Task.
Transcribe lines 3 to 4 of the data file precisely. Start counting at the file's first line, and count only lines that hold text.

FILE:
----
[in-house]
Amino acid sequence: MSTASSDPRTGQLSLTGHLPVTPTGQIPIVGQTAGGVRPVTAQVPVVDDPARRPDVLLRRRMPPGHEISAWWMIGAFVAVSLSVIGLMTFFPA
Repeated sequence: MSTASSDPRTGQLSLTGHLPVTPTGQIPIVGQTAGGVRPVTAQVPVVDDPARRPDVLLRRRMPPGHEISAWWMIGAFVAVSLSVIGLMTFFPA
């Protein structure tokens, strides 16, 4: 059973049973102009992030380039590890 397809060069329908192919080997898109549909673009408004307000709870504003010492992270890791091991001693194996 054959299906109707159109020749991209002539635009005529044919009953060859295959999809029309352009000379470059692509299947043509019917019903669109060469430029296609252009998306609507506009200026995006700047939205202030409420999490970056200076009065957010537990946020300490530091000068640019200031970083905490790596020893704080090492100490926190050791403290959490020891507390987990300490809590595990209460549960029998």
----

Repeated sequence: MSTASSDPRTGQLSLTGHLPVTPTGQIPIVGQTAGGVRPVTAQVPVVDDPARRPDVLLRRRMPPGHEISAWWMIGAFVAVSLSVIGLMTFFPA
């Protein structure tokens, strides 16, 4: 059973049973102009992030380039590890 397809060069329908192919080997898109549909673009408004307000709870504003010492992270890791091991001693194996 054959299906109707159109020749991209002539635009005529044919009953060859295959999809029309352009000379470059692509299947043509019917019903669109060469430029296609252009998306609507506009200026995006700047939205202030409420999490970056200076009065957010537990946020300490530091000068640019200031970083905490790596020893704080090492100490926190050791403290959490020891507390987990300490809590595990209460549960029998």